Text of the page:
The Status Quo Bloc sees the Resistance Bloc as an existential external threat, but the Sunni Islamist Continuum as an existential internal threat. The Status Quo’s diplomatic actions against Qatar is not so much because of Iran, but because Qatar supports the Muslim Brotherhood, Hamas and al-Jazeera, which is intent on highlighting the Status Quo dictatorships’ myriad shortcomings. (If Qatar’s isolation continues, look for Hamas to seek to re-join the Resistance Bloc and Iranian patronage.) 

As above, as a direct result of Obama’s choices, such as pressure on America’s friends (e.g. Israel), a deliberate lack of pressure on America’s enemies (e.g. Iran in 2009 and the nuclear talks), the pivot to Asia, no help to friendly regimes in need (e.g. Egypt in 2011), and entirely hollow threats (e.g. over chemical weapons), America’s enemies learned that they could defy American interests without consequence. And America’s friends learned that that would have to learn to take care of themselves. 

Iran’s undisguised activity in Iraq and Syria is the most obvious example, as is its missile testing and the recent admission—after years of obfuscation—that it was arming Houthis in Yemen all along. Saudi Arabia and the UAE’s military intervention in Yemen, to thwart Iranian interests, is another example, as is their willingness to countenance attempts to create an ‘Arab NATO’. The isolation of Qatar has provided Fatah (a Status Quo Bloc member) with the perfect opportunity to squeeze Hamas—hence the recent cessation of payments for Gaza’s electricity and the thousands of people still on the PA’s payroll ten years after Hamas kicked the PA out of Gaza.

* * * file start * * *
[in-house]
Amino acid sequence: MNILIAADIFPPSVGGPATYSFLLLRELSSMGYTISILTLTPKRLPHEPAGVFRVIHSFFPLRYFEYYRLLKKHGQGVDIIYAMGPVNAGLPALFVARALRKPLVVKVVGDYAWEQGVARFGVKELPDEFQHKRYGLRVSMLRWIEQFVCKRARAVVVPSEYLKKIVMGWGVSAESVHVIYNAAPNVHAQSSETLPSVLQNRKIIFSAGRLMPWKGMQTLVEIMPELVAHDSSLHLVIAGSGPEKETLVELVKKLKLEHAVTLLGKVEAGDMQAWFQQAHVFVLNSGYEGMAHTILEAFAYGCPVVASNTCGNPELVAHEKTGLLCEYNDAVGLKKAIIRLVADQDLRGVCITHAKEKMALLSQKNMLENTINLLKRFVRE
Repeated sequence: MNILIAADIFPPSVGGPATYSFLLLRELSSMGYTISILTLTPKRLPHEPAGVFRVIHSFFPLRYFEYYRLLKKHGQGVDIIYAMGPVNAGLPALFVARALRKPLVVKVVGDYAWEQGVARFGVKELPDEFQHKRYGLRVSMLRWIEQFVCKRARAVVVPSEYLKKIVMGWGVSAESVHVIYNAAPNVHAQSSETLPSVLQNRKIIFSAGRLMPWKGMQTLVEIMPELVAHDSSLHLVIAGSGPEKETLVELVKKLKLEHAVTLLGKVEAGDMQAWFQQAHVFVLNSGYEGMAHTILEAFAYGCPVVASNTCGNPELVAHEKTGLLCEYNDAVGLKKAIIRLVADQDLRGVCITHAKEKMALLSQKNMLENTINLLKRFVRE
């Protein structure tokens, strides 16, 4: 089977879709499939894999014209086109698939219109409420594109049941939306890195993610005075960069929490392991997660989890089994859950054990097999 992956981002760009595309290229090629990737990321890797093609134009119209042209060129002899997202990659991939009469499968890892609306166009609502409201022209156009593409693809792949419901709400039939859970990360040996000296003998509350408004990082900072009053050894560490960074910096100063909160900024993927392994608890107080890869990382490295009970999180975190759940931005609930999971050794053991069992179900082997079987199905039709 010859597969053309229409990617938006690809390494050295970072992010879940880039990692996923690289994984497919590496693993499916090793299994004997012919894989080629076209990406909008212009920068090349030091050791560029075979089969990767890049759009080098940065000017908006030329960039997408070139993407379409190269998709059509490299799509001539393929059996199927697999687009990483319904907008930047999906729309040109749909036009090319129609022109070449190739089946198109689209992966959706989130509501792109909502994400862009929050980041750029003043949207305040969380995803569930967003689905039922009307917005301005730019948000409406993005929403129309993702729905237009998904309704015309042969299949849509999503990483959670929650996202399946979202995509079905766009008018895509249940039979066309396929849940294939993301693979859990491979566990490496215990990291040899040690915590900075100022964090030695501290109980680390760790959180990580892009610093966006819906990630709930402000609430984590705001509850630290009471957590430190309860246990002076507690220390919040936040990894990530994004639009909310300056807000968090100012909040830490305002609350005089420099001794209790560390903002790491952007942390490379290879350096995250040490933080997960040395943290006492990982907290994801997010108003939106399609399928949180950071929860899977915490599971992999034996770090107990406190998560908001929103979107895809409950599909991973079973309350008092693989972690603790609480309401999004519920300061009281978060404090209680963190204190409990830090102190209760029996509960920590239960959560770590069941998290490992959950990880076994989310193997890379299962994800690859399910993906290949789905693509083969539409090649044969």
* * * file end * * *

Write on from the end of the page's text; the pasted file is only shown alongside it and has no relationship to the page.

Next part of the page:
So, what is to be done? The new can-do spirit in the Middle East only works in our interests if those so doing are doing things in our interests. A Middle East strategy needs to be developed, one based on a realistic understanding of the Middle East, what our interests there are, and who helps us advance them (and who doesn’t). To put it bluntly, America and the West must thwart our enemies (the Resistance Bloc and the Sunni Islamist Continuum) and help our friends (the Status Quo Bloc and Israel). 

I know it’s not a popular view, but I think Trump is on the right path, mostly. He expresses support for those countries willing to act, and pressures those countries intent on defying America’s will. But he needs to refine this policy, and quickly.